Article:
There are four main value concepts, namely, owner value, market value, tax value and fair value.  Owner value often determines the price in negotiated deals and is often led by a proprietor’s view of value if he were deprived of the property.  The basis of market value is the assumption that if comparable property has fetched a certain price, then the subject property will realise a price something near to it. The fair value concept, in its essence, is the desire to be equitable to both parties.  It recognises that the transaction is not in the open market and that vendor and purchaser have been brought together in a legally binding manner. Tax valuation has been the subject of case law worldwide since the turn of the century and is an esoteric practice. There are quasi-concepts of value which impinge upon each of these main areas, namely, investment value, liquidation value, and going concern value.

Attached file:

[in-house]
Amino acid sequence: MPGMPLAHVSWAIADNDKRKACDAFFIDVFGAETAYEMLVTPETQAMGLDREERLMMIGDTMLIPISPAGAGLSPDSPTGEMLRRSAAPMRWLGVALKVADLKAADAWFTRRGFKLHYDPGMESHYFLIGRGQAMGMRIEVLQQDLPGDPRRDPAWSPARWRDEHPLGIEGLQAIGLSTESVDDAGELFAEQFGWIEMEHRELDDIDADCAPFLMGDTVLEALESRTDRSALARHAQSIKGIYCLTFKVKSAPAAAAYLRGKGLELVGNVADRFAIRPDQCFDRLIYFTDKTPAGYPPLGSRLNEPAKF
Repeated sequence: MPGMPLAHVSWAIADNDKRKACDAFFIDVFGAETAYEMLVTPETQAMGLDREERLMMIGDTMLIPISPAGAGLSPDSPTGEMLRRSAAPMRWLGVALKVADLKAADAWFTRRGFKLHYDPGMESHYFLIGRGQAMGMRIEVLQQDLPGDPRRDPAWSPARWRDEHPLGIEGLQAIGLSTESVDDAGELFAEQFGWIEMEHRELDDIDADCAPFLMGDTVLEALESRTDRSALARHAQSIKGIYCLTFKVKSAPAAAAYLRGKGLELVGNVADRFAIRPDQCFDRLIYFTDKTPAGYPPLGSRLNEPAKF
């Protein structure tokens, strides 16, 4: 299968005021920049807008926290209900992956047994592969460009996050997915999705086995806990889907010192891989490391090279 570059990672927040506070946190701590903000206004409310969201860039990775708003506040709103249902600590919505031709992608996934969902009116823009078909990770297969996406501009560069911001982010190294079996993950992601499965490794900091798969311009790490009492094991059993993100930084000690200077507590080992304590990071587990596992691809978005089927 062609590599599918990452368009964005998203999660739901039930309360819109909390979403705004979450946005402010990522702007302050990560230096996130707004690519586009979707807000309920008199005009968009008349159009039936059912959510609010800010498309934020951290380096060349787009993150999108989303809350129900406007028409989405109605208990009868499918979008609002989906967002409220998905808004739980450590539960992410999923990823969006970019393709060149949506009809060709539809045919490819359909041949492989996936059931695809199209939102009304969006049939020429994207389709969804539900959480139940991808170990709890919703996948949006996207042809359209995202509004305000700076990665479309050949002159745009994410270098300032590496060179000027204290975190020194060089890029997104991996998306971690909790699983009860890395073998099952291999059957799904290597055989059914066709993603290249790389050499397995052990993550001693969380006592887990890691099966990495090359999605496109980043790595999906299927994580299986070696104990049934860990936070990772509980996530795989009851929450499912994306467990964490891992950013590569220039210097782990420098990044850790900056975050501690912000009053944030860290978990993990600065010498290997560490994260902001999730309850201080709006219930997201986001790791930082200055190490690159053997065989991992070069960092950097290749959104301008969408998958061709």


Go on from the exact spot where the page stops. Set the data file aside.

Acceptable methods of the valuation of identifiable intangible assets and intellectual property fall into three broad categories.  They are either market based, cost based, or based on estimates of future economic benefits.  In an ideal situation, an independent expert will always prefer to determine a market value by reference to comparable market transactions.  This is difficult enough when valuing assets such as bricks and mortar because it is never possible to find a transaction that is exactly comparable.  In valuing an item of intellectual property, the search for a comparable market transaction becomes almost futile.  This is not only due to lack of compatibility, but also because intellectual property is generally not developed to be sold and many sales are usually only a small part of a larger transaction and details are kept extremely confidential.  There are other impediments that limit the usefulness of this method, namely, special purchasers, different negotiating skills, and the distorting effects of the peaks and troughs of economic cycles.  In a nutshell, this summarises my objection to such statements as ‘this is rule of thumb in the sector’.

Cost based methodologies, eg the cost to create or the cost to replace, assume that there is some relationship between cost and value and the approach has very little to commend itself other than ease of use.  The method ignores changes in the time value of money and ignores maintenance.